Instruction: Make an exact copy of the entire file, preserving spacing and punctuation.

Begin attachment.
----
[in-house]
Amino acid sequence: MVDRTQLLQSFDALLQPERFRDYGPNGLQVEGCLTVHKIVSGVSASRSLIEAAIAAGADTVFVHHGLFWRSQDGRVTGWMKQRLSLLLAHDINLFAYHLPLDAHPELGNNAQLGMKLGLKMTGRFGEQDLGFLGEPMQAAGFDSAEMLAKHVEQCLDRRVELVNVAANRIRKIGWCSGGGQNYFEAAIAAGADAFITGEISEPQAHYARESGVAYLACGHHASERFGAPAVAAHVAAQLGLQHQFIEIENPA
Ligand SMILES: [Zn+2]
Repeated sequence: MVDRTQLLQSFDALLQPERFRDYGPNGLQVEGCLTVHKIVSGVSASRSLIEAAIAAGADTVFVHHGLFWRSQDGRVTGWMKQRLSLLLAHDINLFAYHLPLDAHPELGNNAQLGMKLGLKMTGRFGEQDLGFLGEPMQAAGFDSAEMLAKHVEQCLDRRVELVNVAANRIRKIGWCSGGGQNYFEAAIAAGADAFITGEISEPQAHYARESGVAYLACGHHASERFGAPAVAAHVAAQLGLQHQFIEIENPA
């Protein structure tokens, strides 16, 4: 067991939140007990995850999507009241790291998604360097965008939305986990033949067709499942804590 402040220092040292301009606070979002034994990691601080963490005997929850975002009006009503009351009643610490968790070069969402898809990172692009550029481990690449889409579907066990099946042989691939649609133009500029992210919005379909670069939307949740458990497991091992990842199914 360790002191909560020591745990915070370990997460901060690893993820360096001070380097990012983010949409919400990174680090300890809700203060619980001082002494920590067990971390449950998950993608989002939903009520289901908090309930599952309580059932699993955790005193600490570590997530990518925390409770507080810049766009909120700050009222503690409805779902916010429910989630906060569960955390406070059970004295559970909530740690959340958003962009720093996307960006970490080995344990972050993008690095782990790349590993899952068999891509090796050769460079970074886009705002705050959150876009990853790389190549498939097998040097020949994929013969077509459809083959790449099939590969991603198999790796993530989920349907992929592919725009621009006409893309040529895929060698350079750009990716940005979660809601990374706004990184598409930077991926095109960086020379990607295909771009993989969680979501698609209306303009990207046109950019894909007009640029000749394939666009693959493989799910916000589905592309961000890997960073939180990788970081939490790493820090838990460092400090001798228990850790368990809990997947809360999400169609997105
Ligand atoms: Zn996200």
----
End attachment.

[in-house]
Amino acid sequence: MVDRTQLLQSFDALLQPERFRDYGPNGLQVEGCLTVHKIVSGVSASRSLIEAAIAAGADTVFVHHGLFWRSQDGRVTGWMKQRLSLLLAHDINLFAYHLPLDAHPELGNNAQLGMKLGLKMTGRFGEQDLGFLGEPMQAAGFDSAEMLAKHVEQCLDRRVELVNVAANRIRKIGWCSGGGQNYFEAAIAAGADAFITGEISEPQAHYARESGVAYLACGHHASERFGAPAVAAHVAAQLGLQHQFIEIENPA
Ligand SMILES: [Zn+2]
Repeated sequence: MVDRTQLLQSFDALLQPERFRDYGPNGLQVEGCLTVHKIVSGVSASRSLIEAAIAAGADTVFVHHGLFWRSQDGRVTGWMKQRLSLLLAHDINLFAYHLPLDAHPELGNNAQLGMKLGLKMTGRFGEQDLGFLGEPMQAAGFDSAEMLAKHVEQCLDRRVELVNVAANRIRKIGWCSGGGQNYFEAAIAAGADAFITGEISEPQAHYARESGVAYLACGHHASERFGAPAVAAHVAAQLGLQHQFIEIENPA
């Protein structure tokens, strides 16, 4: 067991939140007990995850999507009241790291998604360097965008939305986990033949067709499942804590 402040220092040292301009606070979002034994990691601080963490005997929850975002009006009503009351009643610490968790070069969402898809990172692009550029481990690449889409579907066990099946042989691939649609133009500029992210919005379909670069939307949740458990497991091992990842199914 360790002191909560020591745990915070370990997460901060690893993820360096001070380097990012983010949409919400990174680090300890809700203060619980001082002494920590067990971390449950998950993608989002939903009520289901908090309930599952309580059932699993955790005193600490570590997530990518925390409770507080810049766009909120700050009222503690409805779902916010429910989630906060569960955390406070059970004295559970909530740690959340958003962009720093996307960006970490080995344990972050993008690095782990790349590993899952068999891509090796050769460079970074886009705002705050959150876009990853790389190549498939097998040097020949994929013969077509459809083959790449099939590969991603198999790796993530989920349907992929592919725009621009006409893309040529895929060698350079750009990716940005979660809601990374706004990184598409930077991926095109960086020379990607295909771009993989969680979501698609209306303009990207046109950019894909007009640029000749394939666009693959493989799910916000589905592309961000890997960073939180990788970081939490790493820090838990460092400090001798228990850790368990809990997947809360999400169609997105
Ligand atoms: Zn996200």